Bubbles & The Royal Ascot, UK

There are many wonderful things I could tell you about my trip to London for the Royal Ascot. I could tell you about my awesome friends Erin and Alex, who rounded up a big crew to experience one of their favorite pastimes. I could tell you about the Queen, the horses, or the amazing dinner we had at the hotel in Kensington the night before the races. And instead, the story I am going to tell you is an honest and sloppy one. Because apparently bubbles and horse racing go hand in hand, almost as tightly as gambling and big, fancy British hats. I’d never been to the races before, and so I didn’t quite know what to expect. My friend Erin, who frequents the races and makes intricate and stunning derby hats, prepped me accordingly. The Royal Ascot is the crème de la crème of horse racing. There is a strict dress code, a rich history behind the event, and even the queen herself is present! I expect a major fashion event, opulence, and spirited gambling. What I did not expect was the sheer amount of champagne consumed before, during, and after the event – to put it politely, it was a royal shit show.

Having lived in the UK, I know that Britons like to get boozy. And the Royal Ascot is no exception. While there are plenty of races at Ascot between May and October, Royal Ascot Week typically takes place in June and spans over five days. As the course is a mere six miles from Windsor Castle, it’s often frequented by the Royal family, and the Queen herself is known to present the Gold Cup to the winning racehorse and jockey. This does not hamper the debauchery. While there are some of the most beautiful frocks and hats at Ascot, there are also some of the most drunk ladies and gentlemen I have ever seen! And in all honestly, my crew was no exception.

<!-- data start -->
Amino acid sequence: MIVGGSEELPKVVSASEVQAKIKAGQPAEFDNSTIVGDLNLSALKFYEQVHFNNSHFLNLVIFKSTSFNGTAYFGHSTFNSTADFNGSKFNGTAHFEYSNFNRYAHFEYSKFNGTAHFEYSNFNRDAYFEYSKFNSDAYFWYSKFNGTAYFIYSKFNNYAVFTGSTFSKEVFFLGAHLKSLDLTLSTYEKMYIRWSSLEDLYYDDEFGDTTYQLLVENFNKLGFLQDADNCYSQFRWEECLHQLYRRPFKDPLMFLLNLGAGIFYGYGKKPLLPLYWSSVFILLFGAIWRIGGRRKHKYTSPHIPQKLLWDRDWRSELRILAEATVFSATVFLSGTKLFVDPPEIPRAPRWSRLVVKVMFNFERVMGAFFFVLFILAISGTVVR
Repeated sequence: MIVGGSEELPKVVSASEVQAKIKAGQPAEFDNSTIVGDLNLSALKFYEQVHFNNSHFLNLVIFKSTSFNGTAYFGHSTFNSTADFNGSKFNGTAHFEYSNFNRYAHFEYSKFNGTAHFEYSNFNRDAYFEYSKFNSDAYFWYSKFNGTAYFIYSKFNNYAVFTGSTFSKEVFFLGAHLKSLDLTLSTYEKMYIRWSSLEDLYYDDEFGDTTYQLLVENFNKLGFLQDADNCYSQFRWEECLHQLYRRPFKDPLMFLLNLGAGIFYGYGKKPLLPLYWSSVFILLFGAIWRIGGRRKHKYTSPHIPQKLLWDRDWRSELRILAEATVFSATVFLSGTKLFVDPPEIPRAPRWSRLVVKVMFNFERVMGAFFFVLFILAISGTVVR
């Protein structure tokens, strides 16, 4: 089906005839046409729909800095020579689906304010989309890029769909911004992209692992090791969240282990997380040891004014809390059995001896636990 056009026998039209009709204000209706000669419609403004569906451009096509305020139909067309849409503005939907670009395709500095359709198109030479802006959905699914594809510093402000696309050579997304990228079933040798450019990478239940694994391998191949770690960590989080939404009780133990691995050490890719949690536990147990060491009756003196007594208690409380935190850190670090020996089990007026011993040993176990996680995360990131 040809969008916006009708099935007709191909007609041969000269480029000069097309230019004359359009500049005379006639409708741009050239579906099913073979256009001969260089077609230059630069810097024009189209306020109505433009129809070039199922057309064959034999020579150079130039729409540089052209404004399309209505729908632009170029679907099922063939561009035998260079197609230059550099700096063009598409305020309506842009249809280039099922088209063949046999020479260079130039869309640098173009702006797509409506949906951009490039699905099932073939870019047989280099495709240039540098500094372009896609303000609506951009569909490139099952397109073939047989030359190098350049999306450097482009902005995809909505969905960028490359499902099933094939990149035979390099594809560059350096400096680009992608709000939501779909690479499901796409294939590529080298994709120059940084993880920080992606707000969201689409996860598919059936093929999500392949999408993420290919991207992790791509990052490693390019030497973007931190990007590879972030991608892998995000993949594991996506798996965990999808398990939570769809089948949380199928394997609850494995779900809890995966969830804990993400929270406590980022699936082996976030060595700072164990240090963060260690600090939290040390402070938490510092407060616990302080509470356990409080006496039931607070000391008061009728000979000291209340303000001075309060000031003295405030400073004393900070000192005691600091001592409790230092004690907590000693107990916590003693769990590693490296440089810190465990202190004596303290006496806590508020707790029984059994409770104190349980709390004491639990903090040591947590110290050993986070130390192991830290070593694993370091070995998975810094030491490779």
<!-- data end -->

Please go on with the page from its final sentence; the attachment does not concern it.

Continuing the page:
Michael (aka Ed Sheeran, my main friend-squeeze) and I arrived in London on Friday morning. We had tickets to Ascot on Saturday but we’d planned a fun day in London catching up with friends and boozing our way around town (see, no exception!) Michael used to stay at Hotel Xenia in London for work A TON, so no surprise when we showed up and were welcomed with some complimentary bubbles (let the Ascot boozing begin!)

We popped the prosecco on the back balcony (where I promptly dropped and broke a full glass of bubbles – stellar work, Ali).
We then hit the town for some brunch, to meet Richard, one of Michael’s long-time London friends (and now my friend too – you can spot him in some of my Italy birthday photos!)We wound up at Muriel’s in South Kensington where we splurged on some more chapms and avocado toast. Annoyingly enough, I wound up having to work for the rest of the afternoon (my 2016 work-life in a nut shell for ya!) so we went back to the hotel where I sprawled out on a fluffy bed with my laptop for the rest of the afternoon. However, come dinner time the laptop went away for – surprise! – more bubbles (are you noticing a theme yet??) Michael had arranged for the chef at Xenia to cook us a private dinner, which kicked off with nibbles and drinks on the terrace outside. We then all went downstairs for a delicious three course dinner, surrounded by purple flamingos. Just the way I like to dine!